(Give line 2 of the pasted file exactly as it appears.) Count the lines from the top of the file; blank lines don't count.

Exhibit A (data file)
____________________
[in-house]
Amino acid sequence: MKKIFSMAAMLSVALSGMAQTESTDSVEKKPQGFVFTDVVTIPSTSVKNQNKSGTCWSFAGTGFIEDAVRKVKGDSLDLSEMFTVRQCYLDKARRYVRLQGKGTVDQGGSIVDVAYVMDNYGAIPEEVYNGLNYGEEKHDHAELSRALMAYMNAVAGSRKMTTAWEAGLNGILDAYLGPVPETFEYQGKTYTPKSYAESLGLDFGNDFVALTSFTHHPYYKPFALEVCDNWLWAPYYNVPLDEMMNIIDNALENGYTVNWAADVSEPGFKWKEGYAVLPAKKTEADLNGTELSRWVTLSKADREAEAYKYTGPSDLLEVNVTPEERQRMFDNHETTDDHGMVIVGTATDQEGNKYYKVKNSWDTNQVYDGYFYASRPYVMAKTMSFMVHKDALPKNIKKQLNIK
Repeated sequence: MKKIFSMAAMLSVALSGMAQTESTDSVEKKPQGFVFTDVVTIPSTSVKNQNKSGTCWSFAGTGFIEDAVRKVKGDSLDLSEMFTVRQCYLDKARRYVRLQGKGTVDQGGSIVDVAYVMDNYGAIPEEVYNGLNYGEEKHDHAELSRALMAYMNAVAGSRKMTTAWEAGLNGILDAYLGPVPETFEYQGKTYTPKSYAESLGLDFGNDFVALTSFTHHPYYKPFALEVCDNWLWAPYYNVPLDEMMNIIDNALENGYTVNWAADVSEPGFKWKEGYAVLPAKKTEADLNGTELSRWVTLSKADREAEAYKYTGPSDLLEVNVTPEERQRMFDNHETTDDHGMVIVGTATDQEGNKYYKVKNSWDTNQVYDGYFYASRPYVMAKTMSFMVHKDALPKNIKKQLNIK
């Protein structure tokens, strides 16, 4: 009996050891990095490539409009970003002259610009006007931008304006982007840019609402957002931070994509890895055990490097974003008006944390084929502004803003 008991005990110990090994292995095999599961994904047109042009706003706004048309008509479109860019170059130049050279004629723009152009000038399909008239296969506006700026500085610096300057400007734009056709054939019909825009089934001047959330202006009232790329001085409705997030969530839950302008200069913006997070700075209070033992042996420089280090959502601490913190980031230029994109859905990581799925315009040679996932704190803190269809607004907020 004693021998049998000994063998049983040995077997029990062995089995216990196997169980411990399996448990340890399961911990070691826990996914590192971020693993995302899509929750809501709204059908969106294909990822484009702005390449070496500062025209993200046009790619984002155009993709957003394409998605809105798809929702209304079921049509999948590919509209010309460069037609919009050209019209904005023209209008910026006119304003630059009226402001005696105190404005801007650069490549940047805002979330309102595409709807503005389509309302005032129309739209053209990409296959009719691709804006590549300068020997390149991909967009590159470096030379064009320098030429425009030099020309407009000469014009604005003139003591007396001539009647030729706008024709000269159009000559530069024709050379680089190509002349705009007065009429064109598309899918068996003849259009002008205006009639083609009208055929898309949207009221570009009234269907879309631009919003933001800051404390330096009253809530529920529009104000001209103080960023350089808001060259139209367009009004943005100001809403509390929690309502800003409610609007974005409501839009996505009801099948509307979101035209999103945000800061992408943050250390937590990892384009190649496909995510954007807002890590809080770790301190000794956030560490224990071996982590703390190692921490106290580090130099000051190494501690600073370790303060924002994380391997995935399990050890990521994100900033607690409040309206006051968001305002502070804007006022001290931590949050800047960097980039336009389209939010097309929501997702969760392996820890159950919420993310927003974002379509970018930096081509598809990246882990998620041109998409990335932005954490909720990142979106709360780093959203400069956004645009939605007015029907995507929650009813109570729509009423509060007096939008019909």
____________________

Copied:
Amino acid sequence: MKKIFSMAAMLSVALSGMAQTESTDSVEKKPQGFVFTDVVTIPSTSVKNQNKSGTCWSFAGTGFIEDAVRKVKGDSLDLSEMFTVRQCYLDKARRYVRLQGKGTVDQGGSIVDVAYVMDNYGAIPEEVYNGLNYGEEKHDHAELSRALMAYMNAVAGSRKMTTAWEAGLNGILDAYLGPVPETFEYQGKTYTPKSYAESLGLDFGNDFVALTSFTHHPYYKPFALEVCDNWLWAPYYNVPLDEMMNIIDNALENGYTVNWAADVSEPGFKWKEGYAVLPAKKTEADLNGTELSRWVTLSKADREAEAYKYTGPSDLLEVNVTPEERQRMFDNHETTDDHGMVIVGTATDQEGNKYYKVKNSWDTNQVYDGYFYASRPYVMAKTMSFMVHKDALPKNIKKQLNIK